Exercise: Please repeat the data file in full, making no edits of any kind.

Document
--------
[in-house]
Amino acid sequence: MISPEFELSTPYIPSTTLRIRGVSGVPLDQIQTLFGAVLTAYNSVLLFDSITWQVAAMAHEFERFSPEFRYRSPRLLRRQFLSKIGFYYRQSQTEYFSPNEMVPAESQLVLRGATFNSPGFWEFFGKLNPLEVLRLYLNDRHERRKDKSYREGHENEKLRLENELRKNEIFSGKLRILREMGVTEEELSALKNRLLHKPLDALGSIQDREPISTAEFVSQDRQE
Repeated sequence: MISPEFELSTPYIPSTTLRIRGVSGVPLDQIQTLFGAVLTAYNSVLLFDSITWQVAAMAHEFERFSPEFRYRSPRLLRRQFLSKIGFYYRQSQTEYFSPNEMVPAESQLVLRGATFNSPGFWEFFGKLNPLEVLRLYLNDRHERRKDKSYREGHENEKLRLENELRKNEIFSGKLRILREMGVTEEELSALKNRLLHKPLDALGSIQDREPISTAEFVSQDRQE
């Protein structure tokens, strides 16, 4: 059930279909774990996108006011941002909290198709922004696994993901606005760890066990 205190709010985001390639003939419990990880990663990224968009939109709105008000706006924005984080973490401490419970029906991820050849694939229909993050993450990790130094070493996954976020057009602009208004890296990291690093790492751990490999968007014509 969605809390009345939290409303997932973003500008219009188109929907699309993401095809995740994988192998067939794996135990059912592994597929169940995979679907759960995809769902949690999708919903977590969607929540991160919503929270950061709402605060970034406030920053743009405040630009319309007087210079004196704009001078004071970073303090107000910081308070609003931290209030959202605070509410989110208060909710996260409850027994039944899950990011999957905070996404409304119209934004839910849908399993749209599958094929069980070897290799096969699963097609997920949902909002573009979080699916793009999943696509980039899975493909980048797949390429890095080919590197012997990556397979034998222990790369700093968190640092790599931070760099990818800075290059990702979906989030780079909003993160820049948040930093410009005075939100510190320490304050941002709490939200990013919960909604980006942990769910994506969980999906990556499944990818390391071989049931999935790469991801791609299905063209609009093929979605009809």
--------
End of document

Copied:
[in-house]
Amino acid sequence: MISPEFELSTPYIPSTTLRIRGVSGVPLDQIQTLFGAVLTAYNSVLLFDSITWQVAAMAHEFERFSPEFRYRSPRLLRRQFLSKIGFYYRQSQTEYFSPNEMVPAESQLVLRGATFNSPGFWEFFGKLNPLEVLRLYLNDRHERRKDKSYREGHENEKLRLENELRKNEIFSGKLRILREMGVTEEELSALKNRLLHKPLDALGSIQDREPISTAEFVSQDRQE
Repeated sequence: MISPEFELSTPYIPSTTLRIRGVSGVPLDQIQTLFGAVLTAYNSVLLFDSITWQVAAMAHEFERFSPEFRYRSPRLLRRQFLSKIGFYYRQSQTEYFSPNEMVPAESQLVLRGATFNSPGFWEFFGKLNPLEVLRLYLNDRHERRKDKSYREGHENEKLRLENELRKNEIFSGKLRILREMGVTEEELSALKNRLLHKPLDALGSIQDREPISTAEFVSQDRQE
């Protein structure tokens, strides 16, 4: 059930279909774990996108006011941002909290198709922004696994993901606005760890066990 205190709010985001390639003939419990990880990663990224968009939109709105008000706006924005984080973490401490419970029906991820050849694939229909993050993450990790130094070493996954976020057009602009208004890296990291690093790492751990490999968007014509 969605809390009345939290409303997932973003500008219009188109929907699309993401095809995740994988192998067939794996135990059912592994597929169940995979679907759960995809769902949690999708919903977590969607929540991160919503929270950061709402605060970034406030920053743009405040630009319309007087210079004196704009001078004071970073303090107000910081308070609003931290209030959202605070509410989110208060909710996260409850027994039944899950990011999957905070996404409304119209934004839910849908399993749209599958094929069980070897290799096969699963097609997920949902909002573009979080699916793009999943696509980039899975493909980048797949390429890095080919590197012997990556397979034998222990790369700093968190640092790599931070760099990818800075290059990702979906989030780079909003993160820049948040930093410009005075939100510190320490304050941002709490939200990013919960909604980006942990769910994506969980999906990556499944990818390391071989049931999935790469991801791609299905063209609009093929979605009809």